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User-Focused Design Principles Shape the Customer Experience

Written By: Michael Ryan
Published On: January 18 2002

Introduction

Ever have one of those days? You just finished entering three days worth of data into your new information system. You know, the one that took your company a year to select and two more years to implement. The one that promised to "streamline and transform your key business processes." The one you had to have. Now here you are. You have finished keying in data. It wasn't easy or fun, but at least you're done. You are ready for the good stuff. You click on the magic wand icon and "Error: Parameters out of bounds." Here we go again.

Luckily, you have that customer support number handy. You know, the one on the yellow sticky on the lower left corner of your monitor. The one you called two days ago, and last week. You hope this snafu won't take more than 45 minutes to resolve. You can always hope.

Welcome to the customer experience. We all have them. Some are good, others bad. A variety of factors the user interface (UI), customer support, marketing messages, etc. shape these experiences. All of these things collectively create our view of a product, service or provider.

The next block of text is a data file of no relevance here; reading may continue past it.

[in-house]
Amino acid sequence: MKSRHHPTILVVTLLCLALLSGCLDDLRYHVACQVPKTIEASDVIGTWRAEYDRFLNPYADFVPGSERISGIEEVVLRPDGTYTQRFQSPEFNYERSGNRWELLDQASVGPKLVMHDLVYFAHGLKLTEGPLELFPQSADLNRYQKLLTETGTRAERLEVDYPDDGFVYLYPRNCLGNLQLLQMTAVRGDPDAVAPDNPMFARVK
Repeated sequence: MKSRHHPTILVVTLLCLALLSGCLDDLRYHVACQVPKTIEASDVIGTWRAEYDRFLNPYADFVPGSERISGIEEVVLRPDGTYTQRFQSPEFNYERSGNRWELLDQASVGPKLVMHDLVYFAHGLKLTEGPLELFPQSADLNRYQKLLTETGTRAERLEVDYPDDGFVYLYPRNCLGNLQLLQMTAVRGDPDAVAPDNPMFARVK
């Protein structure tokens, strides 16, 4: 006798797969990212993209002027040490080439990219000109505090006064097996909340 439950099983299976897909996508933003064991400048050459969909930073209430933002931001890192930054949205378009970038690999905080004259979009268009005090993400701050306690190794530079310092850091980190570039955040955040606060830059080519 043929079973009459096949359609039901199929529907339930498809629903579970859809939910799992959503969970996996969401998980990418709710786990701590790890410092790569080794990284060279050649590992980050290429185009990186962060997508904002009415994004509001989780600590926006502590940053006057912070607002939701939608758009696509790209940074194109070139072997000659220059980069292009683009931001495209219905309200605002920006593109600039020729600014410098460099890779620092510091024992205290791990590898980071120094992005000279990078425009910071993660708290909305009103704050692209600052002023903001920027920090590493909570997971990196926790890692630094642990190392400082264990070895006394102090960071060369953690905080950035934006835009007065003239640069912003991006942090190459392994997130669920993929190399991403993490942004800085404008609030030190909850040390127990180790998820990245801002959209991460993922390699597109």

In the e-business world, a growing number of companies are implementing user-focused design principles to create a positive customer experience and gain a competitive advantage. Usability is becoming a necessity, as the barriers separating businesses and customers are shattered. As business managers become more savvy, the customer experience is becoming more critical.

"I think that e-commerce companies that are selling directly to consumers on the web understand that usability is the top indicator of success," says Jeff Rubin. Rubin is a managing partner at The Usability Group (www.usability.com), a user experience consultancy headquartered in Morganville, N.J. His group helps clients grow their technology business around the customer experience. Rubin's clients, including International Paper, Intel, Intuit and FedEx, have already seen increases in market share, customer retention, conversion rates and overall customer satisfaction by implementing user-centered design principles.

Toward a New Usability

Experts in human factors design consider the World War II era the birthplace of usability. During this period, human factors experts helped redesign and standardize fighter jet cockpits after a series of fatal accidents. The advent of the mainframe computer in modern industry ignited the second wave of the usability revolution. While developers still believed that users would ultimately adapt to their machines, and fixed only the most egregious usability violations, management began to recognize usability as an issue.

Usability only became a business-driving objective with the explosion of the Internet. "Usability has risen to the top one or two market factors that affect the bottom line," Rubin says. "In fact, I don't think that it's an exaggeration to say that user experience on an e-business application is the number one predictor of success."